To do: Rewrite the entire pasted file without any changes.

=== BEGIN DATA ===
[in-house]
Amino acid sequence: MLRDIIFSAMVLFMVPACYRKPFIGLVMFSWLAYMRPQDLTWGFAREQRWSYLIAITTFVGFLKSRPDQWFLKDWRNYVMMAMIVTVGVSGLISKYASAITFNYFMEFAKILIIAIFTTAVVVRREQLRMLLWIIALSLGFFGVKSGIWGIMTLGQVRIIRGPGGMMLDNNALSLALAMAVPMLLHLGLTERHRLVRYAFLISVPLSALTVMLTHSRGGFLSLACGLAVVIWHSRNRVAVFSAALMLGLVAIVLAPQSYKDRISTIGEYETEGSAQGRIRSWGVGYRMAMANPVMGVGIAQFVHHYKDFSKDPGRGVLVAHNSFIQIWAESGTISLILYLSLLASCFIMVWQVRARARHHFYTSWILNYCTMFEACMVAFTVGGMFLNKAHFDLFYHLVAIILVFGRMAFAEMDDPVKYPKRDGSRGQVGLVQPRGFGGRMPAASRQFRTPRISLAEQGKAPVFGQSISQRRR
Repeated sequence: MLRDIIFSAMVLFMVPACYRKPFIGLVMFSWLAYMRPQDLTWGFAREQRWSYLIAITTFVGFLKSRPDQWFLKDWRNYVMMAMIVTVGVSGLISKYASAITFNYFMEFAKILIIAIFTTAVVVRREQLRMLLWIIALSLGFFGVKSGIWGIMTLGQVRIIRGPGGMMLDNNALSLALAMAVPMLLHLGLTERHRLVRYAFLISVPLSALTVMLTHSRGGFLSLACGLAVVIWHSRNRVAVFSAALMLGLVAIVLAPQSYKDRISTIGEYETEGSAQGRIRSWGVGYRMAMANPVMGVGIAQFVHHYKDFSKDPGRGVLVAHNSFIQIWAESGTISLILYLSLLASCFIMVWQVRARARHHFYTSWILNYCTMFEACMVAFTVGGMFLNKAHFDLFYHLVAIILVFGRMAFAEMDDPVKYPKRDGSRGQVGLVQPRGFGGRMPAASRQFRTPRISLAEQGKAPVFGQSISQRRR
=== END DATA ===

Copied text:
[in-house]
Amino acid sequence: MLRDIIFSAMVLFMVPACYRKPFIGLVMFSWLAYMRPQDLTWGFAREQRWSYLIAITTFVGFLKSRPDQWFLKDWRNYVMMAMIVTVGVSGLISKYASAITFNYFMEFAKILIIAIFTTAVVVRREQLRMLLWIIALSLGFFGVKSGIWGIMTLGQVRIIRGPGGMMLDNNALSLALAMAVPMLLHLGLTERHRLVRYAFLISVPLSALTVMLTHSRGGFLSLACGLAVVIWHSRNRVAVFSAALMLGLVAIVLAPQSYKDRISTIGEYETEGSAQGRIRSWGVGYRMAMANPVMGVGIAQFVHHYKDFSKDPGRGVLVAHNSFIQIWAESGTISLILYLSLLASCFIMVWQVRARARHHFYTSWILNYCTMFEACMVAFTVGGMFLNKAHFDLFYHLVAIILVFGRMAFAEMDDPVKYPKRDGSRGQVGLVQPRGFGGRMPAASRQFRTPRISLAEQGKAPVFGQSISQRRR
Repeated sequence: MLRDIIFSAMVLFMVPACYRKPFIGLVMFSWLAYMRPQDLTWGFAREQRWSYLIAITTFVGFLKSRPDQWFLKDWRNYVMMAMIVTVGVSGLISKYASAITFNYFMEFAKILIIAIFTTAVVVRREQLRMLLWIIALSLGFFGVKSGIWGIMTLGQVRIIRGPGGMMLDNNALSLALAMAVPMLLHLGLTERHRLVRYAFLISVPLSALTVMLTHSRGGFLSLACGLAVVIWHSRNRVAVFSAALMLGLVAIVLAPQSYKDRISTIGEYETEGSAQGRIRSWGVGYRMAMANPVMGVGIAQFVHHYKDFSKDPGRGVLVAHNSFIQIWAESGTISLILYLSLLASCFIMVWQVRARARHHFYTSWILNYCTMFEACMVAFTVGGMFLNKAHFDLFYHLVAIILVFGRMAFAEMDDPVKYPKRDGSRGQVGLVQPRGFGGRMPAASRQFRTPRISLAEQGKAPVFGQSISQRRR